Project Director: Will Eadson
Project Duration: 2021-2022
This project seeks to generate new insights into emerging geographies of new energy economies with specific reference to the under-researched position of old industrial towns within energy transitions research. Although there is a growing literature on the economic geography of energy transitions, there remains a need for investigation of fragile, uncertain and uneven outcomes of emerging economic geographies of energy transition and to look ‘beyond the metropole’.
Older industrial towns are particularly relevant to debates on uneven development and energy transitions for various reasons. They have been more vulnerable to waves of economic restructuring over the last 50 years due to locational factors, increased tendency towards dependency on particular industries and/or small numbers of dominant firms, and weaker institutional networks, including connections to policy networks.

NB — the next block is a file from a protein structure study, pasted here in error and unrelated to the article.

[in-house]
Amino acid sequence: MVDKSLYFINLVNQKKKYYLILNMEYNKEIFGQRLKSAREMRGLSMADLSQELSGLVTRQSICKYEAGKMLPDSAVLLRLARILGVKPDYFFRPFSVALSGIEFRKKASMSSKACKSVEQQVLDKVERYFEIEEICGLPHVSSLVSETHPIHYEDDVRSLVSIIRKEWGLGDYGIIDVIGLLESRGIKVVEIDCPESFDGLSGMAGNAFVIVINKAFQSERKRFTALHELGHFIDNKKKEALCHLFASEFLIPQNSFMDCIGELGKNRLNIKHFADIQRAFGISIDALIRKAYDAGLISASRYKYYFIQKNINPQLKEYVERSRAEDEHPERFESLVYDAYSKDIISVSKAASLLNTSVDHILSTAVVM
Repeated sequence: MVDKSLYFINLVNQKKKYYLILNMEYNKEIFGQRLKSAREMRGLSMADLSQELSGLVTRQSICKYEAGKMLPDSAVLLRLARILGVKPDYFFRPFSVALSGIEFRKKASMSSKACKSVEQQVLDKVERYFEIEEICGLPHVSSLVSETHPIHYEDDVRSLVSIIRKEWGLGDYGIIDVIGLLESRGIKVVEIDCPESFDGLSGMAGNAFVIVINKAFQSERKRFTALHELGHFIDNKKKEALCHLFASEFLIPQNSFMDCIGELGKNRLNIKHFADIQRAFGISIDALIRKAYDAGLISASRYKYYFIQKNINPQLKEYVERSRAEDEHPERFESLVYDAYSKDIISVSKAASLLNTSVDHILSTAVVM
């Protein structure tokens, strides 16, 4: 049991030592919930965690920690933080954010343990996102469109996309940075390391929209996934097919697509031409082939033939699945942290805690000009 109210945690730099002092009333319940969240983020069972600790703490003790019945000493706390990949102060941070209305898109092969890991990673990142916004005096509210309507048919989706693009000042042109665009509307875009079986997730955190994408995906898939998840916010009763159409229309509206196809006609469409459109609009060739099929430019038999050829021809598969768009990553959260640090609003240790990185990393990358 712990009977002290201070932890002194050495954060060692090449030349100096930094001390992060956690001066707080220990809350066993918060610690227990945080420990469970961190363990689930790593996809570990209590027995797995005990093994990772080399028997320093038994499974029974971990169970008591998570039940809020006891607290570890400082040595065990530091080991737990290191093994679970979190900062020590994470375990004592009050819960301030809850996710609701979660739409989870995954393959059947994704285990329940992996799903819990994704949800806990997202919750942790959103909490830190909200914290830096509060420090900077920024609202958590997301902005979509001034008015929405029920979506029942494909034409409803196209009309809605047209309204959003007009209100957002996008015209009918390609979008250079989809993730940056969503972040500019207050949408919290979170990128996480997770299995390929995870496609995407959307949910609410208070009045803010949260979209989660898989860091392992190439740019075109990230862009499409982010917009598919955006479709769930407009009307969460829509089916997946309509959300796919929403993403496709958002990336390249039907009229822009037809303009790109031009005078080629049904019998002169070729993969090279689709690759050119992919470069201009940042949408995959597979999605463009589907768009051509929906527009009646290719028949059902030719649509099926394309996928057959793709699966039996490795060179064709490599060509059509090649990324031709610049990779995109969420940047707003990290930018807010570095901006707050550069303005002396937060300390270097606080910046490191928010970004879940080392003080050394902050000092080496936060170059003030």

These places have also often been neglected in economic policy responses which have prioritised economies in cities and metropolitan regions. This vulnerability can take new dimensions in energy transitions: any continued industrial presence in such places can make them exposed to carbon regulation and rising energy costs, placing pressure on remaining production-based industries.
The research will involve qualitative case studies in five older industrial towns at the frontier of new energy economies in different ways, in England, Germany, Scotland, Spain and Sweden.